The length of this country from south to north, along the meridian of 70°, is above 1150 miles, but its width varies greatly. South of 17° S. lat. it hardly exceeds 30 miles, whilst near 10 S. lat, it is more than 650 miles wide. Its area, according to a rough estimate, considerably exceeds 500,000 square miles, being about two and a half times the extent of France.
Coast and Harbours.-The coast-line is about 1500 miles in length. In an extent of 1200 miles this coast forms only three straight lines, which meet at obtuse angles, and are not interrupted by any large bays. The most southern line runs south and north, the central line runs nearly southeast and north-west, and the northern line runs northnorth-west. The most northern and most projecting portion of the coast is broken by bays and by headlands.
The southern coast-line, which runs south and north, extends from the mouth of the river Loa (21° 28' S. lat.) to the harbour of Arica (18° 28' S. lat.), a distance of 210 miles. The whole of this line consists of rocky cliffs, rarely low, and occasionally several hundred feet high. In a tew spots a sandy beach lies between the cliffs and the The projecting points seldom extend a mile from the mainland, and in no case more than two. They also form right angles with the coast, and as they occur only at distances of 10, 15, or 20 miles, they afford no shelter to vessels. A few small rocks lie off the coast, but they are low and too small to protect vessels which anchor between them and the shores. The soundings are irregular. Boats P. C., No. 1103.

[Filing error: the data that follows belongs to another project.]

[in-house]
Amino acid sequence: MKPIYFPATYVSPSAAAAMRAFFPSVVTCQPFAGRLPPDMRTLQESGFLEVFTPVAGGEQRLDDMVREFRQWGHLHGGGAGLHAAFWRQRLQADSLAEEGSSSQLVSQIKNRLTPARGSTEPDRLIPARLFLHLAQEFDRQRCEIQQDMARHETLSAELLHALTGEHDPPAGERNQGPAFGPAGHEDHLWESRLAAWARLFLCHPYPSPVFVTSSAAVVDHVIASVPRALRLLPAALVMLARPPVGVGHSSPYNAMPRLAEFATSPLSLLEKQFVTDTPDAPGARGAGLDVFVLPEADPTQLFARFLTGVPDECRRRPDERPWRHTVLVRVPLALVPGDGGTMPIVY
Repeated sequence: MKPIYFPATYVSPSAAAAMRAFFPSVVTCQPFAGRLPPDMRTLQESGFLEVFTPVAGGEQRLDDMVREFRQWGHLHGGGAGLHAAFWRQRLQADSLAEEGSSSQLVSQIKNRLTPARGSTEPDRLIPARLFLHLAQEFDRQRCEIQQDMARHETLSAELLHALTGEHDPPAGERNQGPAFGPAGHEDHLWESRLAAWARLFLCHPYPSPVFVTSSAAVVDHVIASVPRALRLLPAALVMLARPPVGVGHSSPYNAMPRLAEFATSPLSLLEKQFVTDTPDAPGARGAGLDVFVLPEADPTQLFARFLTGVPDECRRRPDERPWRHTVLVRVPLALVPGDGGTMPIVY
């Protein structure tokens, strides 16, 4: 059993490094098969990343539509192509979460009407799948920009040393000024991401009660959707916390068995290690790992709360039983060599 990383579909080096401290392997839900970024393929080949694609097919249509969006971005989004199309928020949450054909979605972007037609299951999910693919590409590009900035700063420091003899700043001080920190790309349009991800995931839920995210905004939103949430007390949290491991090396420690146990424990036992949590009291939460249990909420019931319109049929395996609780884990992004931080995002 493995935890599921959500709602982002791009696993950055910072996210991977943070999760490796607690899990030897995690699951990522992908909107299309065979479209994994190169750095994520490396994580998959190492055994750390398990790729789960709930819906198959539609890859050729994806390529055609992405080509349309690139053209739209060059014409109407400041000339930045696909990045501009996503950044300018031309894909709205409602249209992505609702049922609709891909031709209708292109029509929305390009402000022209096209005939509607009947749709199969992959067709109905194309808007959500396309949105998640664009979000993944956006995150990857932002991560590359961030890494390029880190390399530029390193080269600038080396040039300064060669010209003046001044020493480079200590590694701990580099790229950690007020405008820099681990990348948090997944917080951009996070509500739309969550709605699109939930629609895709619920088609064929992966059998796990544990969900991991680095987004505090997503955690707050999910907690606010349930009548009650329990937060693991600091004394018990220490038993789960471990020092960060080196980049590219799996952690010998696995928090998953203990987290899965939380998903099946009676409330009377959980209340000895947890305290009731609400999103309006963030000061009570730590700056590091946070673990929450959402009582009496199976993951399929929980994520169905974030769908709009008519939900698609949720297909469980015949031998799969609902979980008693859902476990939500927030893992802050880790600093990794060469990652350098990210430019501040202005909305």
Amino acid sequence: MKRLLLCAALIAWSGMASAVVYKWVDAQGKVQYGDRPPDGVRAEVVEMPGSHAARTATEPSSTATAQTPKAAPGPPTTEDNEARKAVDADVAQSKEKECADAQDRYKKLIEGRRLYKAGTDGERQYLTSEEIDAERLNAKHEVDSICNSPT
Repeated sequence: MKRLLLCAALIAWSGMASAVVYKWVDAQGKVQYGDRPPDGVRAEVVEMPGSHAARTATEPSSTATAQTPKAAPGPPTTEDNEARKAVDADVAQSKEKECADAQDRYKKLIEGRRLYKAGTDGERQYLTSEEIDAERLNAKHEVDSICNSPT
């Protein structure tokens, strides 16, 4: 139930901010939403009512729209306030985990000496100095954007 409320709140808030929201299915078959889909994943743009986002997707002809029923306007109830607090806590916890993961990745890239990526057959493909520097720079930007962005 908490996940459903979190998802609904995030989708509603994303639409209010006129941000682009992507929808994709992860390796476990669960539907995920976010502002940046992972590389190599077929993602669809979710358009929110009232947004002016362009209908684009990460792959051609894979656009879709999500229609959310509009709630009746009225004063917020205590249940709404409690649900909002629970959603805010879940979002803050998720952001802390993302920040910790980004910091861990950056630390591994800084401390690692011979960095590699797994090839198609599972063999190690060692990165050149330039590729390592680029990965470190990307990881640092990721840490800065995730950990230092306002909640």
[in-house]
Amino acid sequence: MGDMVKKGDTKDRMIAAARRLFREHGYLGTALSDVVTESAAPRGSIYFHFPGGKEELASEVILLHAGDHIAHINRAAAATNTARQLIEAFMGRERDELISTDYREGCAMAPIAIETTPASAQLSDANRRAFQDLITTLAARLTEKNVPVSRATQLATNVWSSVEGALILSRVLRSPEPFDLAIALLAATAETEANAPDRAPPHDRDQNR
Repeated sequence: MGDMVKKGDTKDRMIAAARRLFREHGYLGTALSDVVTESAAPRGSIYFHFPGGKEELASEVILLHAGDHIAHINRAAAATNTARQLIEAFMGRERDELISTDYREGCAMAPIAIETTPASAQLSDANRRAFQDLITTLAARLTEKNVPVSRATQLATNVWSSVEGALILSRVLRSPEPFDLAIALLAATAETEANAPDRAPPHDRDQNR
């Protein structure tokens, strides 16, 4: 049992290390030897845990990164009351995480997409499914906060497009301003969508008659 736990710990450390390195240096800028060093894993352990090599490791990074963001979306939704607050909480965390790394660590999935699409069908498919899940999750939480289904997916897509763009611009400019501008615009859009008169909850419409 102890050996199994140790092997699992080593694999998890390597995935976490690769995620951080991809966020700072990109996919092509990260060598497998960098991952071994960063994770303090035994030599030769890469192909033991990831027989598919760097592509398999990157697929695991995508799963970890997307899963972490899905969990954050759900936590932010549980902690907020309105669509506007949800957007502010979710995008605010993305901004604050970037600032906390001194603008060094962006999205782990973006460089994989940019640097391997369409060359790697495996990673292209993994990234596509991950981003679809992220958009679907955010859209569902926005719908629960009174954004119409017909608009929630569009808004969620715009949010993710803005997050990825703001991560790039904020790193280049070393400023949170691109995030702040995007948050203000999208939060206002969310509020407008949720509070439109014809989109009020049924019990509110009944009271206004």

cannot land on these shores, as they are exposed to a very heavy swell from the Pacific, forming a dangerous surf, which can only be passed in favourable weather by boats. Landing in most places can only be effected by balsas. In all this extent of coast, fresh water can only be got at three places, the rivers Loa and Pisagua, and at Arica. The water of the river Loa is extremely bad. The water of the Rio Pisagua is good, but the river is dry nine months in the year, and the water obtained from the wells is bad. At Arica the water is excellent. The only harbour is that of Iquique, which is formed by a low island, the largest that occurs along this coast. Between it and the town is good anchorage in eleven fathoms. The harbour of Arica, which lies at the northern extremity of this coast-line, is also formed by a low island, called Huans, on the northern side of which there is good anchorage. A mole runs out into the sea, which enables boats to lie quietly while loading or discharging.